INDEPTH: CONSERVATIVE PARTY|
The Conservative leader
CBC News Online | Updated Dec. 8, 2004
Stephen Harper, leader of the federal Conservative party, was a founding member of the Reform party, the predecessor of the Canadian Alliance, and went on to become leader of the Alliance. He was a key policy maker in the earlier years of the Reform party, but left the party after a rift with leader Preston Manning. He has a BA and an MA in economics from the University of Calgary.
(CP PHOTO/Fred Chartrand)
- 1959 - Born in Toronto, Ont., and grew up in
Leaside and Etobicoke.
- 1978 - Graduates from high school and moves
to Alberta to work in the oil fields.
- 1985 - Earns his BA in economics from the
University of Calgary. Takes a position as
executive assistant to Jim Hawkes, the Tory
MP for Calgary West.
- 1986 - Leaves that job after what Preston
Manning called "profound disillusionment"
with the federal Progressive Conservative
- 1987 - Presents Manning with a paper he
co-wrote called Political Reform and the
Taxpayer at the Reform Association's
Western Assembly on Canada's Economic and
Political Future. Manning invites him to make
a speech at the founding convention of the
Reform party later that year, and makes him
his chief policy officer.
- 1988 - Runs against Hawkes in Calgary West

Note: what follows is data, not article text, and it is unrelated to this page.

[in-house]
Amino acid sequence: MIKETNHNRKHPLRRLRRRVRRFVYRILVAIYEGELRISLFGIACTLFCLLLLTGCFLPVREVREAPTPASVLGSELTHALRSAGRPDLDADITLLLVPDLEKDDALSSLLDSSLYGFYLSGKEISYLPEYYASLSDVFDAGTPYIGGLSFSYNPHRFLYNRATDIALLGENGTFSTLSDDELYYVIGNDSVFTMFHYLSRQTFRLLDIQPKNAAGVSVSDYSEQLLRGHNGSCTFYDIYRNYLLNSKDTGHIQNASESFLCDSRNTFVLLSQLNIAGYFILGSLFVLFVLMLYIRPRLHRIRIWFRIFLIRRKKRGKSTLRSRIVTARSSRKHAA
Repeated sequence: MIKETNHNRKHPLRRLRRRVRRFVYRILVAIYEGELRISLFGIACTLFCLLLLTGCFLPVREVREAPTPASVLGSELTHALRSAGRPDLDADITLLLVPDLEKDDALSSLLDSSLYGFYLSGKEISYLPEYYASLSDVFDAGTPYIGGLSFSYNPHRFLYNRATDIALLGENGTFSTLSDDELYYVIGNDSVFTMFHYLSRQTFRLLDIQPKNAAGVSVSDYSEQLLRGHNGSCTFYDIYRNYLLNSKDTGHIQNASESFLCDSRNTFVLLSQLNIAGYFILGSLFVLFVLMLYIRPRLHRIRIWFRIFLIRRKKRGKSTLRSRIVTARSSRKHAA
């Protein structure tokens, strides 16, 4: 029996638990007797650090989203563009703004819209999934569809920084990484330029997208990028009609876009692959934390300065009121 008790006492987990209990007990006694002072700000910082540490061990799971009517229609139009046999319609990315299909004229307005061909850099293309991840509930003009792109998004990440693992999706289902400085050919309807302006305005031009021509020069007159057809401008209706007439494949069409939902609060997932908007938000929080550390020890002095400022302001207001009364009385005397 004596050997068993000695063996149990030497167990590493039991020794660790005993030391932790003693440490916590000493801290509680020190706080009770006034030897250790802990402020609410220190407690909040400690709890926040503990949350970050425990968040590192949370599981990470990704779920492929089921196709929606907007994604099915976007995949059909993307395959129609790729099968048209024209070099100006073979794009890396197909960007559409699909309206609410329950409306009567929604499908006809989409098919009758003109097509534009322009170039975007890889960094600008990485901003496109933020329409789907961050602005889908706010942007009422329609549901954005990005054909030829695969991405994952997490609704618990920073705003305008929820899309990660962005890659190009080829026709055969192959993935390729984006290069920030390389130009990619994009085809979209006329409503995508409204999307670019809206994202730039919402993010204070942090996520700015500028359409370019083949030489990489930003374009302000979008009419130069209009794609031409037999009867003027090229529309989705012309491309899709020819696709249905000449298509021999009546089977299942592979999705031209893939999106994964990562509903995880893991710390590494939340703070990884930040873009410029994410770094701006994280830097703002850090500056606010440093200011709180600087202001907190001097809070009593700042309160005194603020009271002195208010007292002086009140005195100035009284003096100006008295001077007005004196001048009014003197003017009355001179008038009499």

in the federal election, and loses by 23,000
- 1991 - Earns his MA in economics from the
University of Calgary. Marries Laureen Teskey,
a graphic designer. The couple would go on to
have two children: Benjamin and Rachel.
- 1993 - Runs against Hawkes again and wins.
Serves as the party's critic for finance and
- 1997 - Leaves Parliament to lead the National
Citizens Coalition, a right-wing lobby group,
after a falling out with Manning.
- 1998 - A group of conservative business
people, the Blue Committee, tries to
persuade Harper to run for leadership of the
Progressive Conservatives. He declines.
- 2000 - At the leadership convention for the
new Canadian Alliance party, Harper votes for
Tom Long on the first ballot and Stockwell
Day on the second.
- 2002 - Wins the leadership of the Canadian
Alliance party after Day steps down. Manning
retires from politics, making way for Harper to
win the Calgary Southwest riding in a
Deputy leader Peter MacKay:
(CP PHOTO/Jonathan Hayward)
On March 22, 2004 newly elected Conservative Party leader Stephen Harper appointed Peter MacKay as the party's new deputy leader.
- 1966 - Born in New Glasgow, Nova Scotia.
- 1987 - Graduates from Acadia University with a Bachelor of Arts degree.
- 1990 - Earns a law degree from Dalhousie Law School and focuses on criminal and family law.
- 1991 - Called to the Nova Scotia Bar.
- 1992 to 1993 - Works for Thyssen Henschel in Kassell, Germany.
- 1993 - Returns to Nova Scotia and becomes a Crown attorney.
- Jun. 2, 1997 - Running as a Progressive Conservative, he is elected MP for Pictou-Antigonish-Guysborough, a riding in northeastern Nova Scotia. Named Tory House leader.
- Nov. 2000 - Re-elected MP for Pictou-Antigonish-Guysborough
- 1997-2002 - MacKay as justice critic and Tory House leader, MacKay acts as a member of the Board of Internal Economy and the standing committee on justice and human rights. He also acts as associate member of the standing committees on Canadian Heritage and Finance, and member of the sub-committee on the Study of Sport in Canada.
- Nov. 2002 - Resigns as house leader in order to run for the Progressive Conservative leadership.
- Jan. 16, 2003 - Announces intention to run for PC leadership.
- May 31, 2003 - Voted leader of Canada's federal Progressive Conservative party.